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Review video chat with Sully, Graham

Oh, and a quick reminder: I'll be chatting from The News on Thursday at 1 p.m., instead of Friday. I'm committed to golf Friday in the annual Voorhees Open, an historic gathering of North Buffalo hackers at Diamond Hawk.

News Senior Sports Columnist Jerry Sullivan hosted a traditional live chat before being joined by The News' Tim Graham to answer your questions directly into the camera.


Download the audio and take it with you

Review the video chat

Will Chiefs Regress?

There are certainly reasons for Bills fans to feel optimistic about Sunday's opener in Kansas City. For one thing, the Chiefs didn't have the most difficult road to the AFC West title a year ago.  They went 10-6, but just one of those wins came against a team that finished with a winning record: San Diego (the Bills, by the way, have four such victories in the last five seasons combined).

K.C. benefited from an easy schedule a year ago. They beat the Browns, 49ers, Seahawks, Broncos, Rams, Titans and the Bills (in overtime). They had the luxury of playing the putrid NFC West in their conference crossover, and swept all four games. That revives fond memories of the 2004 Bills, who went 4-0 against a similarly shabby NFC West the last time they had a winning season.

The Chiefs went to the playoffs and were promptly blown out by the Ravens, 30-7. So how good are they, really? They have a much tougher schedule this year and will be hard-pressed to finish .500, never mind win 10 games. Their NFC crossover is against the tough North. They have to play the Packers and Bears. They're at the improving Lions in Week Two. They also play New England and Pittsburgh, thanks to winning their division.

So this is no juggernaut the Bills are playing Sunday. It'll be interesting to see what happens if the Chiefs struggle on the ground. Tight end Tony Moeaki, who was second on the team with 47 catches last season, is out for the season. K.C. is overly reliant on Dwayne Bowe, who had 72 catches and 15 TDs a year ago. No other wideout caught more than 22 passes.

Quarterback Matt Cassel, meanwhile, is nursing a rib injury.  The Chiefs won't say if it's a fracture or bruise, but Cassel will play in pain. But he said on Wednesday's conference call that he's fine and expects to play on Sunday. You have to think coach Todd Haley would prefer to keep the ball on the ground and rely on Cassel as little as possible. The Bills, after all, were last in the NFL against the run last season. The Chiefs were first in the league in rushing. We'll find out soon enough how good the Chiefs really are.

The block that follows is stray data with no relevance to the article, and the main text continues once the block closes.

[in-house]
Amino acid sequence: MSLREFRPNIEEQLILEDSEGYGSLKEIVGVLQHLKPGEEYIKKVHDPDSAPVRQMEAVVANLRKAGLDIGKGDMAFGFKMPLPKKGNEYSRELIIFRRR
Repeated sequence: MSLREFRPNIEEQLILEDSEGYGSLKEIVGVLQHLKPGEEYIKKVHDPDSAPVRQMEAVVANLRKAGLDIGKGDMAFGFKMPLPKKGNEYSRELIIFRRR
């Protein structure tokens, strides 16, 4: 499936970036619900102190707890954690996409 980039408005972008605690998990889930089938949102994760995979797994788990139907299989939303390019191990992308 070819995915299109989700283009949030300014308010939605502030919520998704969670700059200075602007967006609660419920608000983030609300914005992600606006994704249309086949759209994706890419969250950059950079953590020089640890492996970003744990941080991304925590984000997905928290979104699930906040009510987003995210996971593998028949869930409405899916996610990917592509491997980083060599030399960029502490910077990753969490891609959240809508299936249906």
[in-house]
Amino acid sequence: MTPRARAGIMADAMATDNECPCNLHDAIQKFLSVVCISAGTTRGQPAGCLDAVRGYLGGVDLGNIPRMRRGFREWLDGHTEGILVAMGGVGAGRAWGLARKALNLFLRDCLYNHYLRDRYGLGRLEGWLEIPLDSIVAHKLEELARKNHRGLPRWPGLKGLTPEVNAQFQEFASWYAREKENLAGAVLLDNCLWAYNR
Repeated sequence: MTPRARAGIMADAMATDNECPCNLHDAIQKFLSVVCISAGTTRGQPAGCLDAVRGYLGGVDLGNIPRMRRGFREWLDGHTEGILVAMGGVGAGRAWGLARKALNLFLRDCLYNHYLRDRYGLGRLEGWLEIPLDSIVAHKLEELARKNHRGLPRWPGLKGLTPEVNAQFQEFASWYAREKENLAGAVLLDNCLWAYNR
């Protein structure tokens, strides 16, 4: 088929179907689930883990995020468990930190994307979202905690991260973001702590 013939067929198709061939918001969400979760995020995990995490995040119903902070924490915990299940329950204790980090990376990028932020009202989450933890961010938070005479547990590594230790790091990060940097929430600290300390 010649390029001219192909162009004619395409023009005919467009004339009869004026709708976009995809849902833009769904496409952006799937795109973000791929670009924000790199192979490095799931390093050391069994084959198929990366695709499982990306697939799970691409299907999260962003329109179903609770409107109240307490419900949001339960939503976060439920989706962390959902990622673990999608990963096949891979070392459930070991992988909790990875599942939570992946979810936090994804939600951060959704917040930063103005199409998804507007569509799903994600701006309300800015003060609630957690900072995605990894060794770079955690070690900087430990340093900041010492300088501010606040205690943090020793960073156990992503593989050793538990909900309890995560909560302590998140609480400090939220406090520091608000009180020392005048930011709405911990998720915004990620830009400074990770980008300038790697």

Pulling For Spikes

People often ask me if I'm a Bills fan deep-down. I have to remind them that I don't root for the home team. It's my job to be objective, to serve as the team's biggest critic. It's a continual amazement to me how many fans simply don't comprehend the role of a columnist.

But I'm only human, and I am sometimes guilty of rooting for individual players. One of them is our old friend, Takeo Spikes, who played some of his finest football with the Bills from 2003-06. I remember how Spikes would talk about his burning desire to play in a NFL playoff game. He's still waiting. Spikes has been in the league for 13 years. He's played 187, none for a playoff team. Only one of his teams had a winning season. That was the '04 Bills, who lost their finale to finish 9-7 and miss the postseason.

Spikes is now with the Chargers, so he has a shot at going for the first time. Maybe he'll even get to the Super Bowl. General manager A.J. Smith, who lured Spikes to San Diego, is the Bills' former director of pro personnel. From 2004-09, Smith's Chargers won the most games of any team in history without reaching the Super Bowl. A part of me is rooting for A.J. to get there some day, too.

Review regular chat, video chat with Graham

A quick reminder that I'll be chatting today at 1 p.m., or perhaps a few minutes earlier. I'm still trying to compose myself as last night's gripping preseason finale at the Ralph. On a serious note, I've been reading about the apparent suicide of Wade Belak, the third NHL enforcer to die in the last three months. The hockey world is mourning and wondering what role fighting and repeated blows to the head had in these tragedies. I'm sure the debate will carry on well into the upcoming season. Should the NHL ban fighting once and for all?

News Senior Sports Columnist Jerry Sullivan hosted a traditional live chat before being joined by The News' Tim Graham to answer your questions directly into the camera.


Download the audio and take it with you
NOTE: Due to technical problems, the podcast starts near the 10-minute mark.

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